Is it our fault that no one told Barbra Streisand she was pretty as a child? It must be, because she keeps making movies that punish us for our sin by trotting out a string of leading men (Omar Sharif, Robert Redford, Ryan O’Neal, Nick Nolte — name your hunk) who declare her the fairest of them all.
Mirror, her third film as a director — following the underrated Yentl and the unbearable Prince of Tides — is the ultimate Streisand vanity-revenge fantasy. Before this romantic comedy grinds to a close, every guy who ever dumped on Streisand’s Rose Morgan, a frumpy professor at Columbia University, is begging for sex and forgiveness. That includes Jeff Bridges and Pierce Brosnan.
The same goes for the women, only they just beg for forgiveness. Let’s start with Hannah, Rose’s beautician mother, who is portrayed with style, wit and touching candor by Lauren Bacall in the film’s best performance. Hannah, like Streisand’s real mother, never told Rose she was pretty. She does tell her to glam up, diet and dress better. And how about a perm? “I look like Shirley Temple on crack,” says Rose in a line from the script by Richard La Gravenese (The Bridges of Madison County) that gives the movie early signs of comic life until Streisand crushes the laughs with tasteless tear-jerking.
Isn’t Streisand a bit mature at 54 to be playing a girl who shares a Manhattan apartment with a mom who keeps pushing marriage? Bacall acts unfaded; no fool she. Streisand gifts her with a nifty closeup as Hannah recalls what it felt like to be beautiful in her prime, and Bacall, still a knockout, lets the memories flood her face. Other women in the cast get short shrift from their competitive director. Leggy Elle Macpherson is quickly banished. Brenda Vaccaro is a one-note joke as Rose’s fat friend. And Mimi Rogers, as Rose’s sexy sister, must excuse herself from her big scene to go to the bathroom.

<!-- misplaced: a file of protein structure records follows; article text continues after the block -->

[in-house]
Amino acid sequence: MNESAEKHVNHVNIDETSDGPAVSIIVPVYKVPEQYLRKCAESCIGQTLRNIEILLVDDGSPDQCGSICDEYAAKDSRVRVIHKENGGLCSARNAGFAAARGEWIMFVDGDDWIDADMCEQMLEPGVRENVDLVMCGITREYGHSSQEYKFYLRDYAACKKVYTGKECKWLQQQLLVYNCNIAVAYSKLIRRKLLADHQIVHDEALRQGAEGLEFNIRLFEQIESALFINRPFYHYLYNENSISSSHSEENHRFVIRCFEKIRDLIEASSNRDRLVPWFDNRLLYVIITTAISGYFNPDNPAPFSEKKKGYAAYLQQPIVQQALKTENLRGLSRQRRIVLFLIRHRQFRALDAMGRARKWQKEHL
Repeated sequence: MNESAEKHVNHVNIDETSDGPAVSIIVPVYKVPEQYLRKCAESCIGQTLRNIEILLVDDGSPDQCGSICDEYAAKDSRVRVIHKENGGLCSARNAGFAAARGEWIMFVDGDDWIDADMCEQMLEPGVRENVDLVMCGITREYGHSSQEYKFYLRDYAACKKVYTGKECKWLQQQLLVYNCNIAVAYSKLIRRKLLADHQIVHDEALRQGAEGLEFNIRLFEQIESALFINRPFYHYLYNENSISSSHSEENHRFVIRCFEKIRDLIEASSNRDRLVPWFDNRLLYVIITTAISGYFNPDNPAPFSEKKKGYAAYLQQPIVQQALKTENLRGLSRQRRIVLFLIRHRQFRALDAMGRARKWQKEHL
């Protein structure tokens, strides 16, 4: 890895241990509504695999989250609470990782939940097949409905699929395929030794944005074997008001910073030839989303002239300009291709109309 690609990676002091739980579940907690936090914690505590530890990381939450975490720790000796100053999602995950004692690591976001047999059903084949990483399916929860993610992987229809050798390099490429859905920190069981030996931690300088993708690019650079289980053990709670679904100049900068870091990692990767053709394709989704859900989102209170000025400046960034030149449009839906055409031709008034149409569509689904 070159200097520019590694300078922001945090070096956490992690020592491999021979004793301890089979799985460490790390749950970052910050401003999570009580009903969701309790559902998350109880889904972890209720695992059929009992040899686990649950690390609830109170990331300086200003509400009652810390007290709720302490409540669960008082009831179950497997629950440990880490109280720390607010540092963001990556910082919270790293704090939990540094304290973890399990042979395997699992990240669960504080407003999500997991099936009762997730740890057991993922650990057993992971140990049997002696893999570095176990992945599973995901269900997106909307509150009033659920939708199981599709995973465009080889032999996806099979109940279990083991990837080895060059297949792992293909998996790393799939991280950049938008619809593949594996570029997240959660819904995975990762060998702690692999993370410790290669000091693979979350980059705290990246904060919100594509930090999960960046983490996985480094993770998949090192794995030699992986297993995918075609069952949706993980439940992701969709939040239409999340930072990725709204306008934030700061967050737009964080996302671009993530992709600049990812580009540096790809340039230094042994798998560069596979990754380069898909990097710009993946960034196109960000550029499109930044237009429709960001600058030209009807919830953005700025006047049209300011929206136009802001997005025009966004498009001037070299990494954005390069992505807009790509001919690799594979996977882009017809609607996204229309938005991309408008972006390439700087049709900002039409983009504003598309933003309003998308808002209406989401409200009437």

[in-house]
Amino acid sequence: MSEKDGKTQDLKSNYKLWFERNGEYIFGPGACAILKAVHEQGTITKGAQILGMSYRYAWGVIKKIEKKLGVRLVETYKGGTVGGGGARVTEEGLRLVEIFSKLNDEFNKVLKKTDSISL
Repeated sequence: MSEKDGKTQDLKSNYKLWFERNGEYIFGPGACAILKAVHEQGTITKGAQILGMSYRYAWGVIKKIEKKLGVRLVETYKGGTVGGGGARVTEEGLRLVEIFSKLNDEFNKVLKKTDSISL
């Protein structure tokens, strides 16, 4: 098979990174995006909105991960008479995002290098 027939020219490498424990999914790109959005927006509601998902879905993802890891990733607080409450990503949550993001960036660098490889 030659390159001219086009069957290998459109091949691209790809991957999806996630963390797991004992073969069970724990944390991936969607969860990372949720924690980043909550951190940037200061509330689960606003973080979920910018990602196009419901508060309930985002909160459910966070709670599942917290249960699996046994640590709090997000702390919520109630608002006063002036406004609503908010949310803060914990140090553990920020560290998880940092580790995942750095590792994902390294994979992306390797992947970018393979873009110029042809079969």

Don’t fret, ladies, the men have it worse. Bridges is saddled with the idiot role of Gregory Larkin, a math teacher who agrees to marry Rose if she agrees not to ask for sex. Brosnan is Alex, another insensitive jerk, who dumps Rose for her sister until Rose gets a make-over. That’s right, a make-over. A few workouts and Rose, with the right clothes, hair and makeup, is suddenly the spitting image of — ta-da! — Barbra. The director gives her star a drooling, head-to-high-heel going-over with the camera that is nothing less than cinematic masturbation. Alex pants, so do Rose’s students. Gregory gets the sex he begs for but not until he tells Rose he loved her before her make-over. “You’re beautiful,” he says, which shuts her happily up. If that’s what it takes to get Streisand to stop squandering her talent on her ego, let’s go for it. All together now: “You’re beautiful, Barbra.”